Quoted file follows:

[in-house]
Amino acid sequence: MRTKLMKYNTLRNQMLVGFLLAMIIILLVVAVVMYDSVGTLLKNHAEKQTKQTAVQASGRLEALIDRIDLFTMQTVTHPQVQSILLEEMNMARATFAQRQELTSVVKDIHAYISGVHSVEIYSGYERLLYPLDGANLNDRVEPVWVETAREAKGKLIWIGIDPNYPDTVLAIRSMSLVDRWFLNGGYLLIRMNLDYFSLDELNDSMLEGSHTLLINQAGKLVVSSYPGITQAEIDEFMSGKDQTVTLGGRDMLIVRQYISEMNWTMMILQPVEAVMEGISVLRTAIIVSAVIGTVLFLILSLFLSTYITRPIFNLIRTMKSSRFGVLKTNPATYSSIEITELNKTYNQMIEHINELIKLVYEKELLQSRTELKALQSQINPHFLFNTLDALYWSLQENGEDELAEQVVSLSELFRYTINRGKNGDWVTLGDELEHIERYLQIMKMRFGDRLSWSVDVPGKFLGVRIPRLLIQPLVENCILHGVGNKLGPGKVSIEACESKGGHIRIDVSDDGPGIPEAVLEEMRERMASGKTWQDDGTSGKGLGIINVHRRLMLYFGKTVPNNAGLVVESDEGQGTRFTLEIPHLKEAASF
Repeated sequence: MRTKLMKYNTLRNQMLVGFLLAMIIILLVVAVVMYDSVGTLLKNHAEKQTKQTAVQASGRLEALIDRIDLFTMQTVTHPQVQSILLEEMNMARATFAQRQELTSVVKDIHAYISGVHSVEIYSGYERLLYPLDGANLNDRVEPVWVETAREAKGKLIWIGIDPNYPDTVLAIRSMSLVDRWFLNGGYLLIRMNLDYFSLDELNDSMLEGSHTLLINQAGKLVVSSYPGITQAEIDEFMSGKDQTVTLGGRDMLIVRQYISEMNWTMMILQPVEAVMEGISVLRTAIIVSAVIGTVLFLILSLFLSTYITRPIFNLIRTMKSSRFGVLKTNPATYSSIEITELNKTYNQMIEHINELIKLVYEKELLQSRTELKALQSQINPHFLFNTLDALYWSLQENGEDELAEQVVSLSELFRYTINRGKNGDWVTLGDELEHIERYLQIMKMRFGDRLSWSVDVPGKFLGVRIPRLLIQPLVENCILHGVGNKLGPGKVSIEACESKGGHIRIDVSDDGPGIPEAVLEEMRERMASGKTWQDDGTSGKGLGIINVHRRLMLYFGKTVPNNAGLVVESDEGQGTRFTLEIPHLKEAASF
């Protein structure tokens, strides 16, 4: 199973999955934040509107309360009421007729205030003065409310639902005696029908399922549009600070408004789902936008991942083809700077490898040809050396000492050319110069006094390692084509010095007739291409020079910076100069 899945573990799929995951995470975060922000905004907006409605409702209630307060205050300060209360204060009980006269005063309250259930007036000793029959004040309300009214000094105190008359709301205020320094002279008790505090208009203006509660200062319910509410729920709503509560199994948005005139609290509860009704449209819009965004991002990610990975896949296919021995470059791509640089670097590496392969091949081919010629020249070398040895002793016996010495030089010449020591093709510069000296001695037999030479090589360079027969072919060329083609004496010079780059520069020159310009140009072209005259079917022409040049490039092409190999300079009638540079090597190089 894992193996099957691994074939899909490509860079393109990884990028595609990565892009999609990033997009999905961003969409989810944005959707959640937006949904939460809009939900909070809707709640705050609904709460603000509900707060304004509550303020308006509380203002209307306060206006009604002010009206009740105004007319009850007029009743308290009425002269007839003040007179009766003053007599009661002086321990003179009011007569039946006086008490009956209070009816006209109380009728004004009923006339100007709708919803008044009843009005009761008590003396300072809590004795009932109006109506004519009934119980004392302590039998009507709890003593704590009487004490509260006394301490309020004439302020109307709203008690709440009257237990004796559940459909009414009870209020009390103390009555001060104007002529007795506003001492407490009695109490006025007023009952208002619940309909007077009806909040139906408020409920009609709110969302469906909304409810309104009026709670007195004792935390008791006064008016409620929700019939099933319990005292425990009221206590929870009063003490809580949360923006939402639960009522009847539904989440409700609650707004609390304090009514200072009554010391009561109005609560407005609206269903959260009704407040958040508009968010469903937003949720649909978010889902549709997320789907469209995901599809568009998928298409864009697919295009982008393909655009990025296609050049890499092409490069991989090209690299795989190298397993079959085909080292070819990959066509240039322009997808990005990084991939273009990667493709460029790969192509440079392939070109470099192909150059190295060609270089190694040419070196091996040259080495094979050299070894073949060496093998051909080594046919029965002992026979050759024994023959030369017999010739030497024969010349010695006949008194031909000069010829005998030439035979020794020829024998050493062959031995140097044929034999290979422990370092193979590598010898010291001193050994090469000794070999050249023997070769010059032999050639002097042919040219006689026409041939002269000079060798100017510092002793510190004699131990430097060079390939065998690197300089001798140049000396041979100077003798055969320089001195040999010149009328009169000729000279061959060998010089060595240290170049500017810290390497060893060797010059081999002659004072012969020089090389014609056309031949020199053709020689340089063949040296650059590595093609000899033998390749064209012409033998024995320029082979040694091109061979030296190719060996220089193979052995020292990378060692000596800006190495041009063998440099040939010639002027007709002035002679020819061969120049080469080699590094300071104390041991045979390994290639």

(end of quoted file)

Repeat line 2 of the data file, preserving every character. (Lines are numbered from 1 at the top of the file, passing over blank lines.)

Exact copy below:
Amino acid sequence: MRTKLMKYNTLRNQMLVGFLLAMIIILLVVAVVMYDSVGTLLKNHAEKQTKQTAVQASGRLEALIDRIDLFTMQTVTHPQVQSILLEEMNMARATFAQRQELTSVVKDIHAYISGVHSVEIYSGYERLLYPLDGANLNDRVEPVWVETAREAKGKLIWIGIDPNYPDTVLAIRSMSLVDRWFLNGGYLLIRMNLDYFSLDELNDSMLEGSHTLLINQAGKLVVSSYPGITQAEIDEFMSGKDQTVTLGGRDMLIVRQYISEMNWTMMILQPVEAVMEGISVLRTAIIVSAVIGTVLFLILSLFLSTYITRPIFNLIRTMKSSRFGVLKTNPATYSSIEITELNKTYNQMIEHINELIKLVYEKELLQSRTELKALQSQINPHFLFNTLDALYWSLQENGEDELAEQVVSLSELFRYTINRGKNGDWVTLGDELEHIERYLQIMKMRFGDRLSWSVDVPGKFLGVRIPRLLIQPLVENCILHGVGNKLGPGKVSIEACESKGGHIRIDVSDDGPGIPEAVLEEMRERMASGKTWQDDGTSGKGLGIINVHRRLMLYFGKTVPNNAGLVVESDEGQGTRFTLEIPHLKEAASF